Especially if Kyoto is implemented, the amount of generation powered by renewable energy should grow considerably, thanks to a continuous flow of subsidies. Wind power is the leading contender but has significant drawbacks.
BCG expects the amount of generating capacity powered by renewable energy to increase by 70 gigawatts (GW) if Kyoto is implemented.
The role of wind-powered electricity has grown and appears likely to become even larger for several reasons: most viable sites for hydropower have already been developed, wind power’s cost position is improving, and governments are subsidizing this energy source. But the costs are still high and a power market cannot count on its being fully available: significant conventional capacity would be needed to back up wind-generated power, adding to its cost.
If Europe remains committed to implementing Kyoto, it may have to rethink its aversion to nuclear power. There are long-term considerations that argue for keeping the nuclear option open.
With strict adherence to Kyoto, Europe may eventually reach a point—around 2020—at which nuclear power becomes necessary to avoid increasing CO2 emissions. Moreover, nuclear power may become competitive with CCGTs by then. Finally, growing dependence on imported gas may lead Europeans to reconsider nuclear power.
The minimum direct cost to Europe of implementing the Kyoto targets in the power industry alone would be about €20 billion per year, which would amount to 0.2 percent of the European Union’s gross domestic product, or about €50 per person. More important, there would be significant winners and losers among stakeholders. The big question is how governments and regulators decide to allocate— or reallocate—the burden.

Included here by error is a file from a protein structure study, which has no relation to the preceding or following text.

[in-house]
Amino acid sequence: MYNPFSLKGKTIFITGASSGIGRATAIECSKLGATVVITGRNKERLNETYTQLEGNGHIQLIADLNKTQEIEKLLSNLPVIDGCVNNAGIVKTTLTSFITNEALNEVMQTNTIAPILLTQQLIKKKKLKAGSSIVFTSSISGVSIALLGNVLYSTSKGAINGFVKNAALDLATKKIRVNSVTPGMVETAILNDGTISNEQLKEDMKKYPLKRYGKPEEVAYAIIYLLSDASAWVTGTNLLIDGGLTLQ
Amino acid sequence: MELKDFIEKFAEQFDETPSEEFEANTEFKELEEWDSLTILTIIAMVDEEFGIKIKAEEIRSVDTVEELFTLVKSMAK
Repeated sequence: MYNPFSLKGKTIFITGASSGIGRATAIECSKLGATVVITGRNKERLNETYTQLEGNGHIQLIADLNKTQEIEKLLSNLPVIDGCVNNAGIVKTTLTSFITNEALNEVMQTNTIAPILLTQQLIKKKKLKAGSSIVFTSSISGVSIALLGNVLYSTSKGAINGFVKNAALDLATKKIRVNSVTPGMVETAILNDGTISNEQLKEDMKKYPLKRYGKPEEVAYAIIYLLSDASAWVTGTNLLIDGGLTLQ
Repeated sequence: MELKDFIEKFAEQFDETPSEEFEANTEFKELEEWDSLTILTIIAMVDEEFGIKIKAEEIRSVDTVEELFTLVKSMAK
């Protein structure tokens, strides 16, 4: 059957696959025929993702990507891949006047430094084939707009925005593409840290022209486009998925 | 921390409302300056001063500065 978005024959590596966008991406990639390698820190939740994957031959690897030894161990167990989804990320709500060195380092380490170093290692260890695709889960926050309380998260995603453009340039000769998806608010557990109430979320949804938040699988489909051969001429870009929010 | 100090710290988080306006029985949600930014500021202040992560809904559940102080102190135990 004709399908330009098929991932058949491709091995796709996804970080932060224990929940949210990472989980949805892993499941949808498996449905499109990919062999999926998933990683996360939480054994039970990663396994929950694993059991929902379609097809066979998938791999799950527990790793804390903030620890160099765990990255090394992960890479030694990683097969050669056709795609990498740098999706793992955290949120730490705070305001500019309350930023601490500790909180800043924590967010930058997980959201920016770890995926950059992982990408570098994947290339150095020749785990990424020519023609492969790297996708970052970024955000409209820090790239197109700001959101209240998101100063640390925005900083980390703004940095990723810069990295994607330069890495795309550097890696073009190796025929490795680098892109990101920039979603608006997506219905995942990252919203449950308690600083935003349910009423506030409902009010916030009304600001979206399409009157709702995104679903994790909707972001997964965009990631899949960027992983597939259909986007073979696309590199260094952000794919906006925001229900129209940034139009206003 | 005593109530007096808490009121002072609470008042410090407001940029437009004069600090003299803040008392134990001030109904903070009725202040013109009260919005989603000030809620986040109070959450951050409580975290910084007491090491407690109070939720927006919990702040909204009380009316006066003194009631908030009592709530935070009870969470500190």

To comply with Kyoto, it is highly likely that governments would require power generators to be responsible for 25 to 50 percent of the reductions in CO2 emissions that Europe would have to make. That burden would result in a direct cost of at least €20 billion per year—mainly to build power plants and supply gas that would not otherwise be needed.
Even more important, Kyoto would cause tens of billions of euros to change hands every year. If governments did not intervene, the losers would be energy consumers and owners of coal-fired and old oil- and gas-fired plants. The winners would be gas players; existing nuclear, wind, hydro, and CCGT plants; states (from carbon-tax receipts); and manufacturers of power plants. But governments might redistribute the gains to reduce the burden on some of the potential losers.
Although uncertainty hangs over the European energy market, stakeholders should take concrete steps to shape its development and be prepared to seize opportunities and minimize risks.
Uncertainty is not a reason for inaction: all stakeholders can acquire a thorough understanding of how the market may develop—at both the European and local levels. The evolution of power generation technologies and their economics, the current and potential mix of generating capacity, Kyoto policy, and competitors’ behavior will drive the balance of supply and demand, as well as the choice of new investments, retirements, and prices. All stakeholders need to understand these fundamentals. This will help them avoid the overinvestment and wealth destruction that occurred in the United States and the United Kingdom. It will help them identify the optimal times and places to acquire, build, or contract for power generation. Volatility creates opportunities for those that are prepared.
In addition, there are a multitude of specific implications and choices that apply to individual categories of stakeholders. These are discussed in the section “Implications and Challenges for Stakeholders,” page